Turning to more difficult issues, conservatives should not abandon their commitment to free trade and reasonable levels of immigration, tempting though that may be. Conservatives should not abandon their commitment to supporting economic growth, entitlement reform, lower tax rates and less regulation, either. But we need to supplement this agenda with policy solutions to address the challenges and realities of 21st-century America.

How can we create more good-paying jobs? How can we increase employment, especially among prime-age men? How can we increase wages and the skills of the workforce? How can we transition workers from occupations and industries in decline without losing them to disability insurance and non-employment? Conservatives simply must have good answers to these questions beyond the words “economic growth.”

Conservatives also need to be able to address in a compelling and concrete way other challenges that they typically ignore, such as the rising costs of higher education. Conservatives need to present alternatives to the Affordable Care Act and the Dodd-Frank Act. And more.

Their policies need to be animated by conservative principles and dispositions. They can’t just be “liberal light,” and they can’t simply serve as a brake on the progressive agenda.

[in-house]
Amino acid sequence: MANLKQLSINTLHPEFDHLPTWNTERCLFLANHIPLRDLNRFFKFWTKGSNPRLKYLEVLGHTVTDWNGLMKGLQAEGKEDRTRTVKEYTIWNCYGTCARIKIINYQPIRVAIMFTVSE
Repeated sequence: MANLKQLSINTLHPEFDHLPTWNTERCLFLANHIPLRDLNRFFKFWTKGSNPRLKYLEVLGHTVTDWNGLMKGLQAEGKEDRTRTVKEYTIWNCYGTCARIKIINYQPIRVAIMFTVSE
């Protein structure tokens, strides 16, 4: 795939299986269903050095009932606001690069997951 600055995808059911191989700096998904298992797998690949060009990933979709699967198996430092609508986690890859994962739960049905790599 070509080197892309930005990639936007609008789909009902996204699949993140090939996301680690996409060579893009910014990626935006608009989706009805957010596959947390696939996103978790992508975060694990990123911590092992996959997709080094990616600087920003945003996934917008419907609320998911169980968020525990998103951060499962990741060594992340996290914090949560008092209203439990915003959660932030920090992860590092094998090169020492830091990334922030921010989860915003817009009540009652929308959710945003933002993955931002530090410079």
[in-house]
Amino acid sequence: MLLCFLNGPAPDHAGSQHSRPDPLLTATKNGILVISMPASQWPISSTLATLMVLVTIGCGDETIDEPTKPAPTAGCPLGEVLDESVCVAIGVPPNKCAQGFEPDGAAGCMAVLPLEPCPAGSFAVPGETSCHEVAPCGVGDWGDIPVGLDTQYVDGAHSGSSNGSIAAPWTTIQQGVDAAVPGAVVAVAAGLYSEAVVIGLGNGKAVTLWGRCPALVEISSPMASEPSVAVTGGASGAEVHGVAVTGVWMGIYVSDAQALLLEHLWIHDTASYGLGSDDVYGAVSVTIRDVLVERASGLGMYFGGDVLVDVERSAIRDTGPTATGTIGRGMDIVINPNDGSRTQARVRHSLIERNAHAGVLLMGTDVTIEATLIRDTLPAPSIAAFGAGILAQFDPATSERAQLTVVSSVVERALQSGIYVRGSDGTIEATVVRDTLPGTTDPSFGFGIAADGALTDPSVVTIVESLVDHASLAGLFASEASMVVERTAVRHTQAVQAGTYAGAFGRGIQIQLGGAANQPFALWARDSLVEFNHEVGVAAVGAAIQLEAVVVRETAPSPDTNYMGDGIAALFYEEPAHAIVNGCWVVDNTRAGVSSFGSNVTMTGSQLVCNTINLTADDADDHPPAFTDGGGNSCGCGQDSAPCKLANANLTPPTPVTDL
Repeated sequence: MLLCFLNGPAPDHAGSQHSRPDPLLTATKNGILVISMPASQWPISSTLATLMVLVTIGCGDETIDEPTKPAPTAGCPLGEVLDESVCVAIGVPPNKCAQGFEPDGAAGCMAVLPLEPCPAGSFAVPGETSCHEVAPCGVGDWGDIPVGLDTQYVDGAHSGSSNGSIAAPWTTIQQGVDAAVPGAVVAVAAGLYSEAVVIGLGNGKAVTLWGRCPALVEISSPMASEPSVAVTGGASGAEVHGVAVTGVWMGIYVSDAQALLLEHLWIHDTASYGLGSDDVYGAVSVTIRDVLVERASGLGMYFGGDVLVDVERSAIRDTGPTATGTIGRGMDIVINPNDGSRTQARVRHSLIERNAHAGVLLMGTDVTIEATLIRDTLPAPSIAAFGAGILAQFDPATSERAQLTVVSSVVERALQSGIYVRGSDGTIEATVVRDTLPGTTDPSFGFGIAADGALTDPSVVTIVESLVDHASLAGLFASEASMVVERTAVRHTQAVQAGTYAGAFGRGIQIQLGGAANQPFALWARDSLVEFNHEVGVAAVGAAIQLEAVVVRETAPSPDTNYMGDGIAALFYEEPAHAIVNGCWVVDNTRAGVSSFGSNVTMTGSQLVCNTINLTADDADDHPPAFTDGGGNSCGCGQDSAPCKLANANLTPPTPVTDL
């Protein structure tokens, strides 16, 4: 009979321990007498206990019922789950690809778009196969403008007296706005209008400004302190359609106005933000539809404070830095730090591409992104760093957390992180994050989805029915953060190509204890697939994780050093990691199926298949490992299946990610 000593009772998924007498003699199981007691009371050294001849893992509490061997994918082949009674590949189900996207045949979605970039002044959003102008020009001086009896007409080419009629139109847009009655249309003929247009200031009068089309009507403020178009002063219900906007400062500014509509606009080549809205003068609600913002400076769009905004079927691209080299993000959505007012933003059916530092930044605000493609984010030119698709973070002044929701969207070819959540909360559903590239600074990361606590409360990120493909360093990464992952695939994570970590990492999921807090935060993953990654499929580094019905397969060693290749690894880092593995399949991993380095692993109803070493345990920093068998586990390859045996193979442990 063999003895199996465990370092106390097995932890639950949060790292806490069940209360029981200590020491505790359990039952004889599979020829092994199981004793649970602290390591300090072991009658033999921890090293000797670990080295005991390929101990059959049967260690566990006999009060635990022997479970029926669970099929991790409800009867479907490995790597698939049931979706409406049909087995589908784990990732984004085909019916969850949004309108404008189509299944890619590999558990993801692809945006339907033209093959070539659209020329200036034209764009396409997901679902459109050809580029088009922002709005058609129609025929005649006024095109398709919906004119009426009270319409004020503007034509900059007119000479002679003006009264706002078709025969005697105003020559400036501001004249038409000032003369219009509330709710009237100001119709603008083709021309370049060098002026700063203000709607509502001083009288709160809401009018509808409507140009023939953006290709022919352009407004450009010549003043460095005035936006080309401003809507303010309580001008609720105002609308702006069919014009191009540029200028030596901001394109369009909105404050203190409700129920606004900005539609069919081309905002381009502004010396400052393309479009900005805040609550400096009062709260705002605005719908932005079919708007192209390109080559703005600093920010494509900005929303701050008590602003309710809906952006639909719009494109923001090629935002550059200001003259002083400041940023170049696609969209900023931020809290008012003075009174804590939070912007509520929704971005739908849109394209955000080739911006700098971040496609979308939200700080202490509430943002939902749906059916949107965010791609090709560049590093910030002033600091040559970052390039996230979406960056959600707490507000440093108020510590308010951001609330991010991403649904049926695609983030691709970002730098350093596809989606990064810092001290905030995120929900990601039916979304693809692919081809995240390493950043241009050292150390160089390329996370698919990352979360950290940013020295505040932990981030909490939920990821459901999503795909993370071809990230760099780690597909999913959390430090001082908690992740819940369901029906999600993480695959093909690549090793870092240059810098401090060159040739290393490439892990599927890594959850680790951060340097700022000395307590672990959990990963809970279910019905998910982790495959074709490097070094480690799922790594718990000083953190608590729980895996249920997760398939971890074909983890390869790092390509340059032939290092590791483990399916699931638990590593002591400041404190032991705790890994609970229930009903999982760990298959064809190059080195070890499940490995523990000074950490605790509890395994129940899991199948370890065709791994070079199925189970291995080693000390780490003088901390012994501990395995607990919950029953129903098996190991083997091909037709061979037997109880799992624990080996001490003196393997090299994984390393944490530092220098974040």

Conservative policies need to reflect values with which all Americans can identify and that conservatism properly understood holds dear: a preferential option for the vulnerable, putting their needs first; and a spirit of community, calling people to shared sacrifice and recognizing that mutual dependence and obligation are healthy.

Conservatives should reject the materialism of the left, and the notion that if child care/time away from work after having a child/higher education/pre-K/ice cream cones are expensive, then the best solution is for government to redistribute other people’s money to help you pay your bills. But conservatives should accept that government is not always the enemy, and that it has a positive role to play in a healthy society.

Conservatives should offer an agenda of empowerment, unafraid of using limited but energetic government to encourage work and earned success, to increase the independence and freedom of Americans in all walks of life, and to support the best aspirations of our citizens. The conservative agenda should not attempt to micromanage the economy or the lives of Americans, it should not require new bureaucracies or large net increases in outlays. It should not look to government to solve all of society’s problems. But it should recognize that public policy is vitally important, and that the tools of government can and should be prudently and cautiously used to offer people a hand up, and to make their lives better. The hard work of creating this agenda should proceed without delay.

Trump is pus oozing from the infected wound. The wound needs to be cleaned and healed — quickly. The time for reform is now.